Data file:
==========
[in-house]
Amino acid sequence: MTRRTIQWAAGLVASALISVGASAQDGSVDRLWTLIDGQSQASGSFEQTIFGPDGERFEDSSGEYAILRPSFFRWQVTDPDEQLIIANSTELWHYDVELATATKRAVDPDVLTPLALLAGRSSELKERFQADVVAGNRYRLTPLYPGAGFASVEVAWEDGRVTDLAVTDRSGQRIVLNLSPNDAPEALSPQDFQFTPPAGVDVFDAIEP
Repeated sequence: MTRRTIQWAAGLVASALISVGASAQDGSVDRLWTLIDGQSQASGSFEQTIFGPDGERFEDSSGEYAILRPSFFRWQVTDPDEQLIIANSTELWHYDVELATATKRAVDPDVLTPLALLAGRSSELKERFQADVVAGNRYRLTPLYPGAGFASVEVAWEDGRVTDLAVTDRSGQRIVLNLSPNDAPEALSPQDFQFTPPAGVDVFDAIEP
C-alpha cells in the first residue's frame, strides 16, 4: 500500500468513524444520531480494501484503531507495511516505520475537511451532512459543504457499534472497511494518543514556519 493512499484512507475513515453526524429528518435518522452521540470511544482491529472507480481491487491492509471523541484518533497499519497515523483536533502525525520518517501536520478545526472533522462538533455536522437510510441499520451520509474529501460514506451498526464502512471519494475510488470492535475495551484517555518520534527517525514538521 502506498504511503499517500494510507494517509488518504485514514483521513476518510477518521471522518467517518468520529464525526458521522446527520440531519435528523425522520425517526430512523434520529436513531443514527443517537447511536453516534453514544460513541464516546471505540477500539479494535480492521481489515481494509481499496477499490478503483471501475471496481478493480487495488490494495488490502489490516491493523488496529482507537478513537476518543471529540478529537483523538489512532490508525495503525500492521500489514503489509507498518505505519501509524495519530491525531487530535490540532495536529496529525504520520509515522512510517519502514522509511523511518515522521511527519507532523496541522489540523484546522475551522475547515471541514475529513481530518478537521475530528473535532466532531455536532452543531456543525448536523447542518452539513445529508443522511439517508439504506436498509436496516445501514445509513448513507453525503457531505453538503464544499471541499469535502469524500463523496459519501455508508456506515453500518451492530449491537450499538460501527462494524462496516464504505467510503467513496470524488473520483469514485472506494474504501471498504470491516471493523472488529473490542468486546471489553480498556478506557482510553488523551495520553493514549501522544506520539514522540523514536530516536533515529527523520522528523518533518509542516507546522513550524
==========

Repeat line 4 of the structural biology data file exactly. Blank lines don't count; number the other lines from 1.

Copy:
C-alpha cells in the first residue's frame, strides 16, 4: 500500500468513524444520531480494501484503531507495511516505520475537511451532512459543504457499534472497511494518543514556519 493512499484512507475513515453526524429528518435518522452521540470511544482491529472507480481491487491492509471523541484518533497499519497515523483536533502525525520518517501536520478545526472533522462538533455536522437510510441499520451520509474529501460514506451498526464502512471519494475510488470492535475495551484517555518520534527517525514538521 502506498504511503499517500494510507494517509488518504485514514483521513476518510477518521471522518467517518468520529464525526458521522446527520440531519435528523425522520425517526430512523434520529436513531443514527443517537447511536453516534453514544460513541464516546471505540477500539479494535480492521481489515481494509481499496477499490478503483471501475471496481478493480487495488490494495488490502489490516491493523488496529482507537478513537476518543471529540478529537483523538489512532490508525495503525500492521500489514503489509507498518505505519501509524495519530491525531487530535490540532495536529496529525504520520509515522512510517519502514522509511523511518515522521511527519507532523496541522489540523484546522475551522475547515471541514475529513481530518478537521475530528473535532466532531455536532452543531456543525448536523447542518452539513445529508443522511439517508439504506436498509436496516445501514445509513448513507453525503457531505453538503464544499471541499469535502469524500463523496459519501455508508456506515453500518451492530449491537450499538460501527462494524462496516464504505467510503467513496470524488473520483469514485472506494474504501471498504470491516471493523472488529473490542468486546471489553480498556478506557482510553488523551495520553493514549501522544506520539514522540523514536530516536533515529527523520522528523518533518509542516507546522513550524